Reality in life is superior to make-believe in death

Mike and Diane Wilson -
Free Spirit

Home Page


The Coliseum

From the Bridlington Chronicle, Friday, 11th November, 1921:

NEW LOCAL COMPANIES: The undermentioned particulars of new companies recently registered are taken from the Daily Register, compiled by Messrs Jordan and Sons, Limited, company registration agents, 116 and 118 Chancery Lane, London WC2.

COLISEUM (BRIDLINGTON) LIMITED (177572). Regt, 31st October, 1921, 2 Market Street York. To purchase and complete the Picture Theatre, Ballroom and other building, now in the course of erection, situate in The Promenade, Bridlington, Yorkshire. Nominal capital, 35,000 in 35,000 shares of 1 each. Directors: W. E. Puckering, Brookbank, Welham Road, Malton, York (Chairman); L. Shaw, 10 Peterson Road, Wakefield; R. Crampton, The Turrett, Stockton Lane, York; G. Turner, St Nicholas Villa, Mayfield Road, Bridlington; H. W. Clarkson, 1 Promenade, Bridlington; T. W. Taylor, Grange Mead, Mill Lane, Heworth, York; P. C. Porter, 47 Moorgate, York. Qualification of Directors: 500 Ordinary Shares. Remuneration of Directors: 100 each; Chairman, 150.

From the Bridlington Chronicle, Friday, 24th March, 1922:

BRIDLINGTON'S NEW PLEASURE CENTRE, The Coliseum, Promenade. Interview with the Manager, Mr C. W. Hunter.

On Easter Monday, Bridlington's newest pleasure centre, one of the largest and most attractive in the county, will be opened to the public. Already great interest is being shown in the new enterprise, and our readers will be interested in our references to it. Later, we hope to give a more detailed description of the Coliseum.

A Chronicle reporter, on Monday afternoon, had a chat with the manager of the Coliseum, Captain Cecil W. Hunter, who comes to Bridlington with a big reputation as the successful manager of the Morecambe Tower, an enterprise on similar lines to the Coliseum, only perhaps, more so.

The Coliseum, as our readers will know, has been erected on the Promenade, and though the front is imposing it is hardly possible to realise from it that the enterprise of the promoters is one of such a large scale.

The ballroom is in the basement, and is admirably designed, and when complete will be very artistically decorated. Dancers will be charmed with the dancing floor. It is of rock maple, laid on 2,000 springs, and is unlike anything in the district - so light and responsive to the touch that the light fantastic step will for the dancers have a new charm. There will in the near future be surprise nights arranged, confetti carnivals, etc.

The theatre is one of the finest in the country, and when furnished and completed it will be a very charming place of entertainment. It will be furnished in the most up-to-date manner. There will be accommodation for over 1,200, and the chairs will be of the latest pattern in tip-ups. The decorative scheme is in Wedgwood blue. A perfect view of the stage will be available from every seat in the theatre, the floor being of rake design. As the manager remarked with a smile in reply to a question, there will be no necessity for ladies to take off their hats in order that those seated behind them may have a good view of the stage. The most elaborate millinery, whatever new fashions may evolve, will not impede the view, so that is all to the good!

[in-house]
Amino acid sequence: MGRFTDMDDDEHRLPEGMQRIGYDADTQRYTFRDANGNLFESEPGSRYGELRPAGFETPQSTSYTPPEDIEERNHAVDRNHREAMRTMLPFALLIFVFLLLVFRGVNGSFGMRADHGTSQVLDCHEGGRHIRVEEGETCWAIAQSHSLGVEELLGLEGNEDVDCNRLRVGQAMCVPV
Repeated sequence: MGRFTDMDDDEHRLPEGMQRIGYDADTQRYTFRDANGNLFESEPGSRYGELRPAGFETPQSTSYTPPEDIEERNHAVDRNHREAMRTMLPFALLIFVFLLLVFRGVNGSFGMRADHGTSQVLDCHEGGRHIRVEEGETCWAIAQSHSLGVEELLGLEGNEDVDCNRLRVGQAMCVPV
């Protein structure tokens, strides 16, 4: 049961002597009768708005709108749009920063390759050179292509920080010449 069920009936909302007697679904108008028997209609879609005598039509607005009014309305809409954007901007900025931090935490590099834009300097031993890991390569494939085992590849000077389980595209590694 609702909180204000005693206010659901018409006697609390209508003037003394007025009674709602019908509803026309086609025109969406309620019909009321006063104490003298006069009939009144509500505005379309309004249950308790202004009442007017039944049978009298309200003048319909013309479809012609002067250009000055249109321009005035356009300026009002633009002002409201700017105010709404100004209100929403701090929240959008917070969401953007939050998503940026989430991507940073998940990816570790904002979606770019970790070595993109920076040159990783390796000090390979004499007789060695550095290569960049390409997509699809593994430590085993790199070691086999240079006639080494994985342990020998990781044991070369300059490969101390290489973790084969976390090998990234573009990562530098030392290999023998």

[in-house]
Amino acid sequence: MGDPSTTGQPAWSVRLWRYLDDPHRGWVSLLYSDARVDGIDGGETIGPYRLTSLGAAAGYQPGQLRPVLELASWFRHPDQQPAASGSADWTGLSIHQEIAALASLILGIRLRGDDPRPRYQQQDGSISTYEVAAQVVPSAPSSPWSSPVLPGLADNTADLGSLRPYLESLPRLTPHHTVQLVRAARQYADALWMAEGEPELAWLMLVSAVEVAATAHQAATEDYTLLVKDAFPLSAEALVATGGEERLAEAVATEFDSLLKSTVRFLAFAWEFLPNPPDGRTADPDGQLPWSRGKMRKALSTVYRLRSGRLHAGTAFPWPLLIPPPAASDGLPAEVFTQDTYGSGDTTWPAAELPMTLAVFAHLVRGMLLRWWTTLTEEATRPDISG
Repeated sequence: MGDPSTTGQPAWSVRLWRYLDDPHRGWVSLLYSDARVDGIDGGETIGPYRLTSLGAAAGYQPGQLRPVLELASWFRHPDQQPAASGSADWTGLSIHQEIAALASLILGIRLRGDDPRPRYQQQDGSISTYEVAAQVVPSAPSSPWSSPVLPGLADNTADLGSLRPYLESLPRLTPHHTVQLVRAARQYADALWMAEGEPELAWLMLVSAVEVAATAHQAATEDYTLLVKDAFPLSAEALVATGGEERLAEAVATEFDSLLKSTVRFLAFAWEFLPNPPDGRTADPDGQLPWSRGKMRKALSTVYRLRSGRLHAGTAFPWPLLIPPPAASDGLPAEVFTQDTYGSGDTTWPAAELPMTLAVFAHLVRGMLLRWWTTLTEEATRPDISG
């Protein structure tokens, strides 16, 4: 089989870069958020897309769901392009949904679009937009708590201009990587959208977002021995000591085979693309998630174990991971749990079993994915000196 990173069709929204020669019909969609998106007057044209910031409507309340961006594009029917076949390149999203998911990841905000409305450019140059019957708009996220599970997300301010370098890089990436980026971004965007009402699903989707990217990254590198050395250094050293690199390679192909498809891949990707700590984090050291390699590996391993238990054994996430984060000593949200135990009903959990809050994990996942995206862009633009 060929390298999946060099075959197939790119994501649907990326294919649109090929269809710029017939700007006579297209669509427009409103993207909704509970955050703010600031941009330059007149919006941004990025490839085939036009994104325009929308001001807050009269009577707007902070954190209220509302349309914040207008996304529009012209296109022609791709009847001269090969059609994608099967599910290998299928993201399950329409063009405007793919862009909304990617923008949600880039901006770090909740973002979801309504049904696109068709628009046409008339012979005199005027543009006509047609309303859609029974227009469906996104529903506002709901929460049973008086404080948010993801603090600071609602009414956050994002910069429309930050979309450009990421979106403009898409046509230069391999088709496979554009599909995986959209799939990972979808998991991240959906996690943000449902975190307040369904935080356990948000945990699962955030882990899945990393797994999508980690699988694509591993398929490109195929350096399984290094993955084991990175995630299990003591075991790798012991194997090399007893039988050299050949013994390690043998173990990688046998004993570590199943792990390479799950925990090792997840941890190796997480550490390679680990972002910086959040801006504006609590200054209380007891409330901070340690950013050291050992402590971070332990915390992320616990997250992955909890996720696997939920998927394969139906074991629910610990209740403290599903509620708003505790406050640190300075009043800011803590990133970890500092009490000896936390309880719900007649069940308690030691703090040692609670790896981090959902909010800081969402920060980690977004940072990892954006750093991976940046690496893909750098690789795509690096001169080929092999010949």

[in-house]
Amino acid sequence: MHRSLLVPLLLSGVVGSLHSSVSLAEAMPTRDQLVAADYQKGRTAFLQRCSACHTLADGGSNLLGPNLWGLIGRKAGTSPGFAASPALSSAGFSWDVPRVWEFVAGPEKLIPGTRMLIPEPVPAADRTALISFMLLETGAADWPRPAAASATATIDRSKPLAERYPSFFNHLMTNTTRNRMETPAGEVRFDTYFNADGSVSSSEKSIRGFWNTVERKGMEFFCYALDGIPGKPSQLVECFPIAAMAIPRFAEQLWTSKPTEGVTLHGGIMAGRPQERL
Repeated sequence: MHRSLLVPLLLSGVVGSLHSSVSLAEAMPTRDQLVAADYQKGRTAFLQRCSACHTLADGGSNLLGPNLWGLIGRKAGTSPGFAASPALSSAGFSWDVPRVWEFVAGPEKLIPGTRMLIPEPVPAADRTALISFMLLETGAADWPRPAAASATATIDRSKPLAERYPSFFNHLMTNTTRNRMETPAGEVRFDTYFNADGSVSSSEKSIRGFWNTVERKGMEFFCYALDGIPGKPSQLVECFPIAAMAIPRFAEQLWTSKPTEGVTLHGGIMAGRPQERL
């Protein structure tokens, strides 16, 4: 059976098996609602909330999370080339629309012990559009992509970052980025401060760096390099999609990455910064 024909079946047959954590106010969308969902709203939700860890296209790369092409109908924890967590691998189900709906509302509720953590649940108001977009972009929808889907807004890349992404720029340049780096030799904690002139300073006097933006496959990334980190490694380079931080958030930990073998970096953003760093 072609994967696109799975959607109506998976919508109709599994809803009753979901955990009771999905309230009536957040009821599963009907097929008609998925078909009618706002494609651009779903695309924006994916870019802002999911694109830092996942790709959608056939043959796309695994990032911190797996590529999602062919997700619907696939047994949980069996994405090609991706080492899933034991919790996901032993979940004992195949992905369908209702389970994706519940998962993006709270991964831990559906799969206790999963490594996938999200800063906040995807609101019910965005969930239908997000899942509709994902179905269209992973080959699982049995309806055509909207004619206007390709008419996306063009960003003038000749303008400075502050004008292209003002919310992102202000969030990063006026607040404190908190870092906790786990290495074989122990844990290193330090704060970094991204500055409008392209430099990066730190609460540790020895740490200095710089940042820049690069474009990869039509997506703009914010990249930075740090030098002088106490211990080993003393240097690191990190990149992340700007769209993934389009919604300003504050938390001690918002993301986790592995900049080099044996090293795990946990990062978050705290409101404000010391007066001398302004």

The stage is spacious, and is equipped in the most up-to-date manner, and Mr Hunter remarked that it would be easily possible to stage some of the biggest attractions on the road. Mr Hunter said it was proposed to open the theatre in the first place as a cinema and later it is hoped to introduce musical varieties and attractions.

The first performance will take place on Easter Monday, and Mr Hunter has been successful in booking for that date the much-talked-of picture The Sign of the Door. It was run as a stageplay at the Playhouse, London, with great success, and with Miss Gladys Cooper in the caste. The film features Norma Talmadge and other well-known picture players. The film has had a great and successful run at the Alhambra Theatre, London.

A feature of the cinema will be the music provided by a competent orchestra.
During Easter Week, there will be dancing in the ballroom on Monday, Tuesday, Thursday, and Saturday. The ballroom will comfortably accommodate from 800 to 1,000 dancers.
Another feature which is sure to be appreciated is the lounge cafe at the front of the building, overlooking the Promenade, and from which there is a sea view. It is a spacious, roomy cafe, which no doubt will be used on many occasions, for important social functions.
Altogether, the enterprise of the promoters has produced a pleasure house, which is sure to be thoroughly appreciated by the many thousands of visitors who come to Bridlington, and no doubt also by our townsfolk.

Mr Hunter, before he joined the Army, was manager of The Palace, Rugby. He joined the ranks soon after the war broke out in 1914, and rose to the rank of captain.

At Morecambe, his managership was attended with marked success. In the ballroom and theatre (Sunday concerts in the theatre), there were run at Morecambe such attractions as H.M. Royal Artillery Mounted Band, the Royal Marine (First Chatham Division) Band; and the stars engaged included Dr Chas Hoby, Robert Radford, Ben Davis, Little Tich, Harry Tate, Harry Day, etc.

Mr Hunter comes to Bridlington with great experience and with a worthy record of success, and we feel sure he will add to his excellent record here. He will have a host of well-wishers, and all our readers will wish well the great enterprise with which his name is now associated.
The large staff of workmen are at work night and day, and the contractor (Mr George Turner, Bridlington), who is also one of the directors, assured our representative that there is no doubt about it - The Coliseum will be opened on Easter Monday.

From the Bridlington Free Press, 22nd April, 1922:

BRIDLINGTON'S NEW AMUSEMENT CENTRE. Coliseum opened by the Mayor.